This night makes me think, and I wonder how she can drive me, her father, when it seems I still have the feel of her plastic car seat in my fingertips, and now she is talking about vacation, but my head is pounding from work, so all I can do is smile along with her, my mariposa, but she gasps, and I see a flash of skin in the headlights, and after two thumps she pulls to the side and turns to me, and I do not pause, looking behind at the stains growing on the cement, because no, no, this is not yours, mariposa, and I turn the wheel back toward the center of the road for her and, again, I am leading her home.
Cristina will leave for college in a few days. She’s been packing for weeks, worried about forgetting her socks or favorite books. Half-filled boxes are everywhere. I look in one and see her sweaters jumbled together with picture frames.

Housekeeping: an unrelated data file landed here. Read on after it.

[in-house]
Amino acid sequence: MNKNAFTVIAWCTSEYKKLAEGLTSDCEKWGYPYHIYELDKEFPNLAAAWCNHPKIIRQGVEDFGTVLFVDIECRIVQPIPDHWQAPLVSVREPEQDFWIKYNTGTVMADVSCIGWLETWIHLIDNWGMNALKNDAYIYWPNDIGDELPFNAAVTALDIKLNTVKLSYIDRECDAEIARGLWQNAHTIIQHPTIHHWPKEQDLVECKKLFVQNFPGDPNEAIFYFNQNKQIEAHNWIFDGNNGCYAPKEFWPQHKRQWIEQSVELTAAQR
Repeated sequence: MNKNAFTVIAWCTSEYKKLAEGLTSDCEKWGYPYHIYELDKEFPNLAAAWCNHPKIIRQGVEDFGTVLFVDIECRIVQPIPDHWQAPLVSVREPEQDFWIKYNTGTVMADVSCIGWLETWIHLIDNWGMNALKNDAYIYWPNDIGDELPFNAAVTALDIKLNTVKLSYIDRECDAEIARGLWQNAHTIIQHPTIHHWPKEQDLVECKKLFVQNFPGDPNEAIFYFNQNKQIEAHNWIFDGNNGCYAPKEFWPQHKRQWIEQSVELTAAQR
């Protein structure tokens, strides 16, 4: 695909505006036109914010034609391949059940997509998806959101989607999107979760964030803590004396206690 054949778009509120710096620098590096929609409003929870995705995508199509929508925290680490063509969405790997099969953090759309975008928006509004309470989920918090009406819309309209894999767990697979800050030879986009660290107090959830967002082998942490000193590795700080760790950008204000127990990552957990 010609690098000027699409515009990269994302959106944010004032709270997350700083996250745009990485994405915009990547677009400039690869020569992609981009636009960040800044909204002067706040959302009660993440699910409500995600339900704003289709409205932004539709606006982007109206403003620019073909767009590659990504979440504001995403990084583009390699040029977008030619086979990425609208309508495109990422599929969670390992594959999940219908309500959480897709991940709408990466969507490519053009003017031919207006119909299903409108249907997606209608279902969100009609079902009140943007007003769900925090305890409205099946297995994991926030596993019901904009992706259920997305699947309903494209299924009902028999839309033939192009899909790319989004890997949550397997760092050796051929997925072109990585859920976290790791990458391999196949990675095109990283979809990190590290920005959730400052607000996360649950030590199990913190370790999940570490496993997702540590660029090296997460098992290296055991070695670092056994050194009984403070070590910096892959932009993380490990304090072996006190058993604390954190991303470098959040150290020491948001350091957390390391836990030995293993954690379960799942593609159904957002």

The mail arrives. There is a letter with a form for registering vehicles for parking at college, and I hand it to Cristina.
She glances at the form and crumples it up, saying, “I don’t want to take the car.”
I take the paper from her and gently smooth out the creases. They’re stubborn, and I press the paper between my palms, forcing it flat.
“Take it, mariposa.” I hand her the paper again. All that’s left of the creases are faint lines.